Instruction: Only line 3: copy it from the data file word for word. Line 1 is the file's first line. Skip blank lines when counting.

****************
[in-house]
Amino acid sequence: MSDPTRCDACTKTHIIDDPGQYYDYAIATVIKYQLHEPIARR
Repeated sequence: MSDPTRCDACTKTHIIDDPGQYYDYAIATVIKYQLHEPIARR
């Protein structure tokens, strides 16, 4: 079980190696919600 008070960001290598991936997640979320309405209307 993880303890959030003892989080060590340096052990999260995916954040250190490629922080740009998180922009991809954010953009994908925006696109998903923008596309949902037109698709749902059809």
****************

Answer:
Repeated sequence: MSDPTRCDACTKTHIIDDPGQYYDYAIATVIKYQLHEPIARR